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As hole digger I must aver, the Phoenix coroner examined her. And she's not only merely dead, she's really most sincerely dead.

Margaret Pellegrini, the hip-switching Munchkin City looker with the flowerpot headdress -- and until today one of only three remaining little people who thrilled generations of moviegoers in The Wizard of Oz -- has died at the age of 89. (That's the equivalent of 147 in big people years.)

Will Ruth Robinson Duccini or Jerry Maren be next?

Born in Tuscumbia, Alabama, Margaret Williams Pellegrini had her big showbiz break while working a potato chip booth at the Tennessee County Fair. Members of Henry Kramer's Midgets were perusing the fairgrounds when they spotted Ms. Pellegrini and invited her to join their troupe.

"At that time," the 3 ft. 4 inch Pellegrini later remarked, "I didn't think I was a midget."


After the release of Oz, she married Willie Pellegrini, an average-size ex-boxer. The couple had two children.

My meeting with Ms. Pellegrini and other hostile Munchkinites at the 2006 San Diego County Fair has been thoroughly documented. Everlasting image? Two elderly Munchkins lunching on hot dogs. I've said it before and I'll say it again: when cradled in the shriveled, undersize mitts of an 80-something Munchkin, an Oscar Mayer Smokie Link looks bigger than the Wienermobile with the doors open.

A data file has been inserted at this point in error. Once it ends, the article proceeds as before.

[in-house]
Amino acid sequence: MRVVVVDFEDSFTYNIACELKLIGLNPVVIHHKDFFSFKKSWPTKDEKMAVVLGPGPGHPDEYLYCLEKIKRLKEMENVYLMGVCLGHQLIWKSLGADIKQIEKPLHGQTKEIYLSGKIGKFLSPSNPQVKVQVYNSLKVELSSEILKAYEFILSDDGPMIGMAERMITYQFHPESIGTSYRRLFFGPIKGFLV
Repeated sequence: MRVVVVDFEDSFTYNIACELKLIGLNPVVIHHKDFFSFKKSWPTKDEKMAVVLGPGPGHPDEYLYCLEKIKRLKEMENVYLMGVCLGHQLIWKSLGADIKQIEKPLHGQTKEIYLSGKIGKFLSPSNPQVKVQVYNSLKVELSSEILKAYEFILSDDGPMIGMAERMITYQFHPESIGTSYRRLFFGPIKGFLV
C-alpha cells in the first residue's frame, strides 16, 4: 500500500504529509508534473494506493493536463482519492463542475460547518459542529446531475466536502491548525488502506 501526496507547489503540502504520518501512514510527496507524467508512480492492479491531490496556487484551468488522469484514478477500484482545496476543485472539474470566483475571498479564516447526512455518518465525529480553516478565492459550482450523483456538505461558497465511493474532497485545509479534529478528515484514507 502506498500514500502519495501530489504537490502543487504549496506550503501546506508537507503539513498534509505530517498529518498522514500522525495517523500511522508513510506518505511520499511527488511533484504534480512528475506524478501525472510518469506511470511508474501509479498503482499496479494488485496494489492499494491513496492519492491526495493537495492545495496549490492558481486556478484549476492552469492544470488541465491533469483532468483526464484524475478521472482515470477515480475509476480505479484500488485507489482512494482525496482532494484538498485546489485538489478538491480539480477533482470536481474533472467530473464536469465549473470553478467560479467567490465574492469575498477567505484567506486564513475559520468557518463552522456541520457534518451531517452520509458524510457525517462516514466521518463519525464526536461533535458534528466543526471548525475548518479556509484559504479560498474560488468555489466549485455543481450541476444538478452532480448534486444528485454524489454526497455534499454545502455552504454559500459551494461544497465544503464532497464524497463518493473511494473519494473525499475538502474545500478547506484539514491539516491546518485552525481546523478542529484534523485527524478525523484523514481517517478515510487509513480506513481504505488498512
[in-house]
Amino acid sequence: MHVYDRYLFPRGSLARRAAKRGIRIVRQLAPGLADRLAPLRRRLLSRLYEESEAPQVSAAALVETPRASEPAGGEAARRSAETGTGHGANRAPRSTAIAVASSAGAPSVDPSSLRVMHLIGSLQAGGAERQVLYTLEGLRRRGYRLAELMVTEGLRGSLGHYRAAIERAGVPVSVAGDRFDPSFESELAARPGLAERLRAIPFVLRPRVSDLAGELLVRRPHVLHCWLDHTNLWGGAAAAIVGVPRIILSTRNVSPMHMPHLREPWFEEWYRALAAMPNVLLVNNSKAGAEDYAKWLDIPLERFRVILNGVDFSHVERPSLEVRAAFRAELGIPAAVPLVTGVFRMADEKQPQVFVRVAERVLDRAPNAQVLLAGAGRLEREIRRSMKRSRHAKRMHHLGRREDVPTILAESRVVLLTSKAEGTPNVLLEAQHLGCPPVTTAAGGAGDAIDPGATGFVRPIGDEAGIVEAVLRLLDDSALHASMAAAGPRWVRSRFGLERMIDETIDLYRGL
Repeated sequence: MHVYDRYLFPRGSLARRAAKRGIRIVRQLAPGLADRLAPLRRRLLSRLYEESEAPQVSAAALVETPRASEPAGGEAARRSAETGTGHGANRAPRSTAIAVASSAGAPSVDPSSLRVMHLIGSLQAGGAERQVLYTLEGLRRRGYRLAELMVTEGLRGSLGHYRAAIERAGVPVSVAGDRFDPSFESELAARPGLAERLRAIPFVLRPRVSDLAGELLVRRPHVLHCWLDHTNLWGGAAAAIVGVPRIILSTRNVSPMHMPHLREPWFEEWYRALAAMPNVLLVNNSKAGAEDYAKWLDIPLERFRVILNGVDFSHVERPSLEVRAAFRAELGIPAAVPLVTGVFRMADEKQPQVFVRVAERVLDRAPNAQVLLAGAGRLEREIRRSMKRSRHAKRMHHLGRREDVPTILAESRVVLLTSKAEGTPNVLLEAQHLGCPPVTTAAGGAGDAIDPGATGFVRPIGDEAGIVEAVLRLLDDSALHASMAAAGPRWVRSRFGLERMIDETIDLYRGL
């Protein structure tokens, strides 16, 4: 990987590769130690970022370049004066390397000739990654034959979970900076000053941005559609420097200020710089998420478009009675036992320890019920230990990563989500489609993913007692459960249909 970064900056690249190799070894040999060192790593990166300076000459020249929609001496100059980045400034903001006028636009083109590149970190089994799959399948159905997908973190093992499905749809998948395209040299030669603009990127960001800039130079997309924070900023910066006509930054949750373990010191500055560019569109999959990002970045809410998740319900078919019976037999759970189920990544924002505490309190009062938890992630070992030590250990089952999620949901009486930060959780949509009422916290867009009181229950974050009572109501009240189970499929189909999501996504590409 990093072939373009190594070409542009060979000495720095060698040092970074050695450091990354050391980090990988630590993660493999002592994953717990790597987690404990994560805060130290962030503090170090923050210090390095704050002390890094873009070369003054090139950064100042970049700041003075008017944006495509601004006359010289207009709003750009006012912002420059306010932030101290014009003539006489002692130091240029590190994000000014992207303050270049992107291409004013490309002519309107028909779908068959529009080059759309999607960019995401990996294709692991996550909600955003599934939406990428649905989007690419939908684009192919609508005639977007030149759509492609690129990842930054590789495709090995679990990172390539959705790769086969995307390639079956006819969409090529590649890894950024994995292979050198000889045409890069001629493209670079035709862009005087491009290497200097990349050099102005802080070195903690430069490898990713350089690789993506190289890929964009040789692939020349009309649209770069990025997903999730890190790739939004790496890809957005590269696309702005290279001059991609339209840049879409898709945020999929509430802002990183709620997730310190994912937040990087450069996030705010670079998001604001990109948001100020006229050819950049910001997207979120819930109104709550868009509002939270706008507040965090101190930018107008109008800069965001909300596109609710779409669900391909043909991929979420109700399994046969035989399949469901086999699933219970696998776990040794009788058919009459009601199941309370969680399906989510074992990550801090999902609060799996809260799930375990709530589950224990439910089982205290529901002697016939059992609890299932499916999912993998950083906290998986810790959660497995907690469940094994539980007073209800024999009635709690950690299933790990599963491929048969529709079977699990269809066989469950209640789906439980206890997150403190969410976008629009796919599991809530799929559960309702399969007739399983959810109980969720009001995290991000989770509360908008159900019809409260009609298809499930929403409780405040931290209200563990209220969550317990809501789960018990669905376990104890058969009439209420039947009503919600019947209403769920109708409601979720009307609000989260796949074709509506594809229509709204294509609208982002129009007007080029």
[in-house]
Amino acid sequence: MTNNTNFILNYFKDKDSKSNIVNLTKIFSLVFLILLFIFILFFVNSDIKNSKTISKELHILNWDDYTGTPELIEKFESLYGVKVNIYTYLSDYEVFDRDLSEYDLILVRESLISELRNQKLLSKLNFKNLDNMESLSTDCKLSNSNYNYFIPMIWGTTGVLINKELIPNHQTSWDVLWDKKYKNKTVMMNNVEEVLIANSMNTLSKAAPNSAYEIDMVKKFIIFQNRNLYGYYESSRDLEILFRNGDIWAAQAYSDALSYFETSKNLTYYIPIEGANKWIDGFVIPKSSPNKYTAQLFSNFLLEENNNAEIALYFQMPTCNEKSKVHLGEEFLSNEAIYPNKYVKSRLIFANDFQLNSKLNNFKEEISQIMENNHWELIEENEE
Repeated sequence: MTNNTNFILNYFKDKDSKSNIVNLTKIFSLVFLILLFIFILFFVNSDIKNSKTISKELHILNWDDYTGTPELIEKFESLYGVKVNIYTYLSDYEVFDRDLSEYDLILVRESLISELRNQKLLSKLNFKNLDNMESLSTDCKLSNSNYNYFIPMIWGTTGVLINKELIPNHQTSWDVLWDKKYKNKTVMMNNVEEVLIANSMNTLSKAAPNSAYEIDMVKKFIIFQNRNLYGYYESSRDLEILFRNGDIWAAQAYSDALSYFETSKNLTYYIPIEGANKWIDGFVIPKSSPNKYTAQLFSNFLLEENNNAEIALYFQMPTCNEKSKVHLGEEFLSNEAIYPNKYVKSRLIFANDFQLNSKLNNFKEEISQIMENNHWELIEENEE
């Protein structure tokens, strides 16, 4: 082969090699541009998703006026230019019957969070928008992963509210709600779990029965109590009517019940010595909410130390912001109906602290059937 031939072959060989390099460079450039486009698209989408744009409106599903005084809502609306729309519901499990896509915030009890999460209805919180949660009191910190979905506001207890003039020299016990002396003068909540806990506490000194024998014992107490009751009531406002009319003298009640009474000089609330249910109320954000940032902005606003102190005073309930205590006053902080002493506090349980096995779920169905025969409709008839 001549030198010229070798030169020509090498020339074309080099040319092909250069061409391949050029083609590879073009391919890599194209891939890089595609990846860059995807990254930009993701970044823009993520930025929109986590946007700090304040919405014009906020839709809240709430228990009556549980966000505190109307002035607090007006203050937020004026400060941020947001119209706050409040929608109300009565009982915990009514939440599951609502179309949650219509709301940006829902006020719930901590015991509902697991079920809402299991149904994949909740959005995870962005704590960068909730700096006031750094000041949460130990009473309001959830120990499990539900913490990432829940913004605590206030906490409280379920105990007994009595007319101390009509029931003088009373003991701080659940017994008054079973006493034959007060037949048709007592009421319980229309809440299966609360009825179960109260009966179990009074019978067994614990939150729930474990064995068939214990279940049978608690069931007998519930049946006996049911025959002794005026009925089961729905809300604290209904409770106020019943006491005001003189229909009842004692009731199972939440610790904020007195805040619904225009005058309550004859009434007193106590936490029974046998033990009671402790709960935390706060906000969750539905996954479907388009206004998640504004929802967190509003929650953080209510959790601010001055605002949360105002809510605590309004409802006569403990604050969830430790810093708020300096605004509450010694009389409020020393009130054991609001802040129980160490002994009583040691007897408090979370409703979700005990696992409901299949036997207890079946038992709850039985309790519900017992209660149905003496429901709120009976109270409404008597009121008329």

According to IMDB, Margaret Pellegrini appeared in only one other film: an unbilled bit part in Johnny Got His Gun (1971). While addressing the crowd at the Fair, Ms. Pellegrini bemoaned a lack of residual checks and groused about a dog that took home more green than the midgets.

A 30 second walk-on in one movie catapulted her to the status of cinematic royalty. Long after Toto went to his reward, Ms. Pellegrini was still feisty as she regaled crowds around the world with stories of her time spent working on MGM Production #1060. It must have been a great ride. Rest in peace, oh mighty Munchkin Villager.

On a similar note of childhood nostalgia, Cosmo Allegretti, the puppeteer and actor behind Mr. Moose, Bunny Rabbit, and Dancing Bear, passed away at age 86.

I always did like dancing bare.

Related: Dig A Divot: Munchkin Karl Slover is Really Most Sincerely Dead

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